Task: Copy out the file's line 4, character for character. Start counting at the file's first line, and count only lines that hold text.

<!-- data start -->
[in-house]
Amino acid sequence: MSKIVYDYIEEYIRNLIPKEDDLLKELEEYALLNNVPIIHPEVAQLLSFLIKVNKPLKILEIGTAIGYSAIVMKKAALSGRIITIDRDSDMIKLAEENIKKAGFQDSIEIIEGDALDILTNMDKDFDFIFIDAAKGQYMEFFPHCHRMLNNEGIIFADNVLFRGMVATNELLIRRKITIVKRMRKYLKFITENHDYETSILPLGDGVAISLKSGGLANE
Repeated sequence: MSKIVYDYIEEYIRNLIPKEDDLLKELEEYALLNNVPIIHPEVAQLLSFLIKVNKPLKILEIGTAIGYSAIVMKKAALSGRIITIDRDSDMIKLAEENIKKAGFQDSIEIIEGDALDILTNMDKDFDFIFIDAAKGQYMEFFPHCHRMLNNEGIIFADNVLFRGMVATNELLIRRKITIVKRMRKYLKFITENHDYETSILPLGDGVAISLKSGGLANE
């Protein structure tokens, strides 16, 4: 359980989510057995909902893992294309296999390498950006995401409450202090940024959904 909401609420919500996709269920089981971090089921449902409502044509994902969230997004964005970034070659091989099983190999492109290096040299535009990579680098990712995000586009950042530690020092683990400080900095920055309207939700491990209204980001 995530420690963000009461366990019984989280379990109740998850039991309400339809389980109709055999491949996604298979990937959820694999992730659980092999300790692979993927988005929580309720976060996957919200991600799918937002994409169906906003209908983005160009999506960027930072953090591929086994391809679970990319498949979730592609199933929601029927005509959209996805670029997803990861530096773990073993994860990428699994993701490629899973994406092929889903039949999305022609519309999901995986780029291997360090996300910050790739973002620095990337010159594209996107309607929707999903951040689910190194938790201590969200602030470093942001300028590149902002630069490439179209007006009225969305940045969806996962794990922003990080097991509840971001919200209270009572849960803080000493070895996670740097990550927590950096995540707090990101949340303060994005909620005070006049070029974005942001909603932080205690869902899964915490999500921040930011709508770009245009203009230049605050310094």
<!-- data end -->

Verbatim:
């Protein structure tokens, strides 16, 4: 359980989510057995909902893992294309296999390498950006995401409450202090940024959904 909401609420919500996709269920089981971090089921449902409502044509994902969230997004964005970034070659091989099983190999492109290096040299535009990579680098990712995000586009950042530690020092683990400080900095920055309207939700491990209204980001 995530420690963000009461366990019984989280379990109740998850039991309400339809389980109709055999491949996604298979990937959820694999992730659980092999300790692979993927988005929580309720976060996957919200991600799918937002994409169906906003209908983005160009999506960027930072953090591929086994391809679970990319498949979730592609199933929601029927005509959209996805670029997803990861530096773990073993994860990428699994993701490629899973994406092929889903039949999305022609519309999901995986780029291997360090996300910050790739973002620095990337010159594209996107309607929707999903951040689910190194938790201590969200602030470093942001300028590149902002630069490439179209007006009225969305940045969806996962794990922003990080097991509840971001919200209270009572849960803080000493070895996670740097990550927590950096995540707090990101949340303060994005909620005070006049070029974005942001909603932080205690869902899964915490999500921040930011709508770009245009203009230049605050310094």